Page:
Review Summary: Another disappointing Placebo record that signals an important question for them: where do they go from here?7 of 11 thought this review was well written
So, here we are, in 2013, still talking about Placebo. I'd like to open this review by saying how Loud Like Love
is the album that they needed to make if they wanted to return to their late-90s/early 00s form, but unfortunately that isn't true. You see, Placebo haven't been good since 2006's Meds
, but as soon as Steve Hewitt left they've never been able to recapture their old magic. Battle for the Sun
was average, offering some decent songs amongst a group of useless ones, and B3
wasn't horrible, but it was a long way from Without You I'm Nothing
or Black Market Music
. That's why Loud Like Love
represents an important point in Placebo's discography; the point where they can either rebound from a couple of mediocre albums or continue their slump.
With only ten songs, Loud Like Love
needs a lot of highlights if it wants to remain memorable, but sadly, the highlights are just completely missing. The album opens up nicely enough with the title track's captivating guitar riff and anthemic chorus, reminding us all of Placebo's glory days. It's songs like these that give a false hope to the album, because the next few songs are incredibly vapid with no substance whatsoever to any of them, with “Rob the Bank”, “Hold on to Me” and “Too Many Friends” being the worst offenders. The latter features some incredibly stupid lyrics (even though two of the band members are homosexuals, "My computer thinks I'm gay, I threw that piece of junk away" is still complete songwriting garbage), while the former two highlight the more nasally qualities of Brian Molko's vocals and lack the catchy hooks that the title track had.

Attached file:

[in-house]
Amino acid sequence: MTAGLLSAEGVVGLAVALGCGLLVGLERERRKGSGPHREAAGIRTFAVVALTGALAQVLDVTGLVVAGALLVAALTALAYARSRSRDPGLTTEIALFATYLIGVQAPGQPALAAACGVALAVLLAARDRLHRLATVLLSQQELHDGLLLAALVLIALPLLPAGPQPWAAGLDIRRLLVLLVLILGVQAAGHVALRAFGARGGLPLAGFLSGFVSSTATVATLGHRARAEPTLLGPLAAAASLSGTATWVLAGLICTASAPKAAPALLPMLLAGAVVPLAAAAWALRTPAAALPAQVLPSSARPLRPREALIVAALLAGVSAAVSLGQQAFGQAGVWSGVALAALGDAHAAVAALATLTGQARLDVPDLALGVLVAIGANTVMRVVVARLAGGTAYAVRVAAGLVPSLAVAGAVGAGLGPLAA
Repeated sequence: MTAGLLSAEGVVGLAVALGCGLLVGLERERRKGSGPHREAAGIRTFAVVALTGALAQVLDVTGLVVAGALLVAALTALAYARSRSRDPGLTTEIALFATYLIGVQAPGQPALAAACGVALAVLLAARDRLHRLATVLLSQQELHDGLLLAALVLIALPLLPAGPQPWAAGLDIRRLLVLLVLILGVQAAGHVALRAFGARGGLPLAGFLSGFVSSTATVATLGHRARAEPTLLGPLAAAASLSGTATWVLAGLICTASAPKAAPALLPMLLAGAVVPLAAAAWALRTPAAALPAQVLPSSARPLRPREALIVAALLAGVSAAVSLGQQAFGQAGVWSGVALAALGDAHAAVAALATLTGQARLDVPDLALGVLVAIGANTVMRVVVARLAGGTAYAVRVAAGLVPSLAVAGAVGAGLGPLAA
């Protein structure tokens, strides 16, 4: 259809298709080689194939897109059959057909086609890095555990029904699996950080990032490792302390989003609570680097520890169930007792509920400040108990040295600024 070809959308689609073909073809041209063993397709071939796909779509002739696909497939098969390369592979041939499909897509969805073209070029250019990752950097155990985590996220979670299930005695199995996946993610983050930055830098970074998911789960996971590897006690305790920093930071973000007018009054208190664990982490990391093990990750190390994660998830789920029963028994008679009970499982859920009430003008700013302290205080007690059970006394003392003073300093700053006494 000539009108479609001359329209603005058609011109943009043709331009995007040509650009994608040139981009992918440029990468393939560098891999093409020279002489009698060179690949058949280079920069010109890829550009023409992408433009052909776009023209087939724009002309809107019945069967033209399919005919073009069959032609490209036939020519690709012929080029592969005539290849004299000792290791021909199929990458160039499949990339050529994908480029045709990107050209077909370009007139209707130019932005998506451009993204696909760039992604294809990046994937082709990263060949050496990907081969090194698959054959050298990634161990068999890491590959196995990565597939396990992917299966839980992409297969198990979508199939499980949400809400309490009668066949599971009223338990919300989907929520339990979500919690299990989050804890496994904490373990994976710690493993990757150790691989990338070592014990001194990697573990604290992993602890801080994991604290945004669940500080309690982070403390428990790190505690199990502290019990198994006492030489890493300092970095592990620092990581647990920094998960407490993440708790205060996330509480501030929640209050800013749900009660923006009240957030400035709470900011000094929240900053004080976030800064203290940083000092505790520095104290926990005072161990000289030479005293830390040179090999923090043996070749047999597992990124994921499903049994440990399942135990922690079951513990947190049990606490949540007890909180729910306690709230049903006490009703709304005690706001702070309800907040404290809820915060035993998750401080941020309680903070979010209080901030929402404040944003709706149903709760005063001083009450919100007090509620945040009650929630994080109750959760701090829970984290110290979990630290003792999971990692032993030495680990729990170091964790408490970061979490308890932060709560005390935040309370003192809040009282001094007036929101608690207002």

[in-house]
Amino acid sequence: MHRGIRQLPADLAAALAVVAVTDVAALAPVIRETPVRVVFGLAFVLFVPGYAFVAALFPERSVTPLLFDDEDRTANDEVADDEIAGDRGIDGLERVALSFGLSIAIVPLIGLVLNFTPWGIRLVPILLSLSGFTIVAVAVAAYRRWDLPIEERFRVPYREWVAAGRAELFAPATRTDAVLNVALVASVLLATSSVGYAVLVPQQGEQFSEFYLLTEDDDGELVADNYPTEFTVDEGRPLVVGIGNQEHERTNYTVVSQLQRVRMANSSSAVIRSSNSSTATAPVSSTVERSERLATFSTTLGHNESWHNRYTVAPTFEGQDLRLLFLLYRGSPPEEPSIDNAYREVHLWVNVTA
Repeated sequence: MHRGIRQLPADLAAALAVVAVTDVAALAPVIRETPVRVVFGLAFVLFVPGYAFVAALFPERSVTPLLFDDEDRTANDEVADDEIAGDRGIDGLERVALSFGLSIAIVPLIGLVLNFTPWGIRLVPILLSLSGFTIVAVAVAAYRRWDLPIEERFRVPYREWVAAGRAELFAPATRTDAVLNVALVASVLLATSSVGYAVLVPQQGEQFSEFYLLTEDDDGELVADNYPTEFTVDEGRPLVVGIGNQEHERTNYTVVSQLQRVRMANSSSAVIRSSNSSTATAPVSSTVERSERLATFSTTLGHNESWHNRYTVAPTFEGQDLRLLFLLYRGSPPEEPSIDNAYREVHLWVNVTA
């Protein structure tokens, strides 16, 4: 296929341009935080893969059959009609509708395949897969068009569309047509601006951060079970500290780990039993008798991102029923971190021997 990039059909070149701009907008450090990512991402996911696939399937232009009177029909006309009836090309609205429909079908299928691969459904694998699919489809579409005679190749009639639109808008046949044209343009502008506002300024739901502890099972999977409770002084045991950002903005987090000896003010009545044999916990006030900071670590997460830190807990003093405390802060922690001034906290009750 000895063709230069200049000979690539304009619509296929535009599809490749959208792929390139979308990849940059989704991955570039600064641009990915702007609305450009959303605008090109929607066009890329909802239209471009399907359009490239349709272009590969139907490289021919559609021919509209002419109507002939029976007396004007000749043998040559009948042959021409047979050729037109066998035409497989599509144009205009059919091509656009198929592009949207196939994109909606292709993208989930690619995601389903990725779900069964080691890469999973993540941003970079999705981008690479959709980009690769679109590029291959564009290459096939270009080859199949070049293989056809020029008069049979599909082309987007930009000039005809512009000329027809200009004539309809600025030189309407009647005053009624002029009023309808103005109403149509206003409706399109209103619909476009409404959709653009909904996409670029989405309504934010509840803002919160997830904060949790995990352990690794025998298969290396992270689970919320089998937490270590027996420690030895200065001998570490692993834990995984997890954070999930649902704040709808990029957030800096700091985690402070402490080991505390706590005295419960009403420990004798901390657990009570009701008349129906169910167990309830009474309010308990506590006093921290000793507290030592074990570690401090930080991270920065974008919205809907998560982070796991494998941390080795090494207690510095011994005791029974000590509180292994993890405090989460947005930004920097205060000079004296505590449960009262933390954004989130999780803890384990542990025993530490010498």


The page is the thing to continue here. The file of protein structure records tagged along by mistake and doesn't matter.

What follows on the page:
The main problem with Loud Like Love
is that Placebo haven’t changed their sound one bit since 2003. Any of these songs could have placed on Battle for the Sun
, and it’s disappointing to hear how little they’ve progressed. The only song that has Placebo attempting something different would be “Exit Wounds” and its thumping industrial-driven beat. Loud Like Love
achieves the most on its slower, more emotional songs, and the album’s second half (advertised as the dark side of the record) is full of them. "A Million Little Pieces"'s infectious riff and chorus brings back memories of "Post Blue" from Meds
. Its downbeat mood perfectly displays Molko's emotional vocal performance, and is the definitive highlight of the album.
It’s nice to see Loud Like Love
end with a bang after such a slow start; “Purify”’s captivating chorus of “My kiss, can you feel it yet? In the back of your legs? And on the nape of your neck?” may not be the best lyrically, but instrumentally, it gets the job done. Seven-minute long closer “Bosco” is the most intimate song on the album, detailing the derailing on a relationship. What makes the song stand out from the rest of the pack is Molko’s vocals; there might be many songs on the album where his singing is godawful and nasally as ***, but when he sings from his heart, that’s when his voice shines the most. As the album draws to its conclusion, the last thing that I remembered was Brian Molko’s vocal performance on “Bosco”, and that’s good enough for me.
What’s not good enough for me, however, is Loud Like Love
’s end result. Sure, the album’s latter section has some great songs reminiscent of classic Placebo, but more times than not, the album suffers in its own blandness and lack of substance. It’s songs like “Rob the Bank” or “Too Many Friends” that kill the vibe of the album just as its picking up speed. This album won’t do much to anyone disappointed by their last few records, and it’s not likely that it’ll pick up new fans. Loud Like Love
is the fork in Placebo’s career; where they go next is their choice; let’s hope they pick the right one.